"Operation Brotherly Hand"

The Israeli army prepares to remove -- by cage or by sea -- Jewish settlers who flout the deadline to leave Gaza.

By Chris McGreal
August 15, 2005 6:17PM (UTC)
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For the most diehard Jewish settlers, the last view of their doomed homes on the Gaza coast is likely to be from a cage as it swings high over the uniform red roofs, whitewashed walls and neatly tended gardens to deliver them to Israel's security forces.

At midnight Monday, as the deadline passed for Israelis to leave the 17 condemned settlements in the Gaza Strip and four small ones in the northern West Bank, the government was still banking on most of the 8,000 settlers going quietly.


Prime Minister Ariel Sharon has tried to lure them out with generous compensation packages far above the true value of the properties left behind and with appeals to consider the national good. But at the same time, the army has spent months planning for the unwelcome prospect of prying out those who intend to make a last stand in defense of Israel's most controversial colonies. Tens of thousands of soldiers and police have been trained to remove the settlers "with determination and sensitivity," riot control methods have been softened up from those used against Palestinians, and plans have been laid to move the last settlers by sea if all else fails.

So far, several hundred settlers have left Gaza, mostly from smaller communities, although many more are preparing to go. Starting Monday, soldiers and police officers will go from door to door to attempt to persuade the rest to leave.

Col. Erez Katz, the officer overseeing the pullout on the ground, said he believes a good proportion of families have chosen to stay beyond the deadline to register their defiance, but that many will load up their cars and drive away before the removal squads arrive, particularly those parents who do not wish to be arrested in front of their children. "They will have registered their protest by staying on after the deadline, and if they leave in [the next] 48 hours they will not lose any of the compensation," he said.


But a hardcore is expected to remain beyond Wednesday. In Gush Katif, the largest settlement block, local leaders say they will lock the gates to the settlements Monday morning and have called for a mass turnout to block roads to prevent what the army has named Operation Brotherly Hand from getting off the ground. It may also prevent some of those who want to leave from doing so.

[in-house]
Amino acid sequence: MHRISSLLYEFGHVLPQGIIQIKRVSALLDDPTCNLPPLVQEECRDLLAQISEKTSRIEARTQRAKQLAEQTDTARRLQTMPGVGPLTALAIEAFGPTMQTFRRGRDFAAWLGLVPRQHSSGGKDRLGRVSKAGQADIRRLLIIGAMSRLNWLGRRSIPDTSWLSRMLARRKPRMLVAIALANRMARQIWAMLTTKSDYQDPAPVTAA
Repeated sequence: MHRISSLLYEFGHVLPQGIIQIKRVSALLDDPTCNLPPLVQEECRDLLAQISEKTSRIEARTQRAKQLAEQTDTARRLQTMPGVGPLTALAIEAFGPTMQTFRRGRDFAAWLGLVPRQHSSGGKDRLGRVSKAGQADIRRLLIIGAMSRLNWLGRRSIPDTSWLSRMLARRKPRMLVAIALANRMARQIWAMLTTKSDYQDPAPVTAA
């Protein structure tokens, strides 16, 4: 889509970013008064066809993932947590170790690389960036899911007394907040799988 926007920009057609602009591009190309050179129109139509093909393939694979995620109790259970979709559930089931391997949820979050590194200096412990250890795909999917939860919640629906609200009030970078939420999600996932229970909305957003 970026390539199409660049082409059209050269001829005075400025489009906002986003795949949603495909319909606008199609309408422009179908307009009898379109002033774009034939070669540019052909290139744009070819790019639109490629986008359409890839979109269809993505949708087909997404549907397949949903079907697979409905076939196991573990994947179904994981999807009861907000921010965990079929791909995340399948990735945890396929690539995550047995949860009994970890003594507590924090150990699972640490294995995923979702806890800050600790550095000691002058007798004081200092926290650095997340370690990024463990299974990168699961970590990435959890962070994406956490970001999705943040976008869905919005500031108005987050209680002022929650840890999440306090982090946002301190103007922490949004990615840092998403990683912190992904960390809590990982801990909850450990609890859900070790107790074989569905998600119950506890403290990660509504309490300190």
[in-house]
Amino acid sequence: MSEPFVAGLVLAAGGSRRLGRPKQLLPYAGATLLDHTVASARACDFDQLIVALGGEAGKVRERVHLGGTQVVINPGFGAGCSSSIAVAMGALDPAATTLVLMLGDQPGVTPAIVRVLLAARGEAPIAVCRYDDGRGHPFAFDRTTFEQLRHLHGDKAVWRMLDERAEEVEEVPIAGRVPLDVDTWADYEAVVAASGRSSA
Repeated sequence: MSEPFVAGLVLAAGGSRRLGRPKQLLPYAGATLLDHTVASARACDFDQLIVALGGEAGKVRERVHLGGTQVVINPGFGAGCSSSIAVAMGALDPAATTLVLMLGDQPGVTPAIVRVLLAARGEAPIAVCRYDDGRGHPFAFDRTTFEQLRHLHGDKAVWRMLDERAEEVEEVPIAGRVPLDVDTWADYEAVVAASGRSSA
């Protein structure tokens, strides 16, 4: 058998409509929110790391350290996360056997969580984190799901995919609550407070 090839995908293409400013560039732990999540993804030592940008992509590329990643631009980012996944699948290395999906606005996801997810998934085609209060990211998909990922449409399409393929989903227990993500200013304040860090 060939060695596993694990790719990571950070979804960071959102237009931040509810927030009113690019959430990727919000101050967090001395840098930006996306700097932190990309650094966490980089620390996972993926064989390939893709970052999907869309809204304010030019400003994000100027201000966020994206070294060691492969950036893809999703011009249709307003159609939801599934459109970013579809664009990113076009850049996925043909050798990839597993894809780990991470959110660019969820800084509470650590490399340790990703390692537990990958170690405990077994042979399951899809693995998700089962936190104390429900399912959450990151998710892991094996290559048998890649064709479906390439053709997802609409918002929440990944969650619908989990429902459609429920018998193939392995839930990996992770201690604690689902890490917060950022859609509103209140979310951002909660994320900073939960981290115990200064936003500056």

The Gaza settlers who plan to hold out have been joined by several thousand supporters from Jewish colonies in the West Bank, or from Israel proper, many of them young people whose fervor has been sharpened by the closure deadline's coinciding with Tisha B'av, the most mournful day in the Jewish calendar, marking the destruction of the ancient temples in Jerusalem.

The army has not said which settlement will be cleared first, but the approach will be the same in all. On the morning of the forced evacuation, the targeted settlement will be surrounded by six rings of security forces. The first will ensure that roads are kept open to allow in the second wave, assigned to clear the colony house by house. The remaining rings will protect the evacuation from Palestinian attack and seal off a wide area around the Gaza Strip to keep Israeli protesters at bay.


Each of the squads assigned to clear houses is made up of a combination of 17 soldiers and police officers. A policeman will knock on the door of each home, inform the residents that they are breaking the law and ask them to board a bus. They will be permitted a few minutes to gather belongings.

The approach, the army says, is to be understanding -- firm but kind, a side of the Israeli military rarely seen by Palestinians in the neighboring Khan Yunis or Rafah refugee camps, who are routinely ordered through the loudspeaker of an armored vehicle to get out of their home minutes before it is bulldozed.


"We will show all the sensitivity that a family forced to leave its home deserves," said Col Katz.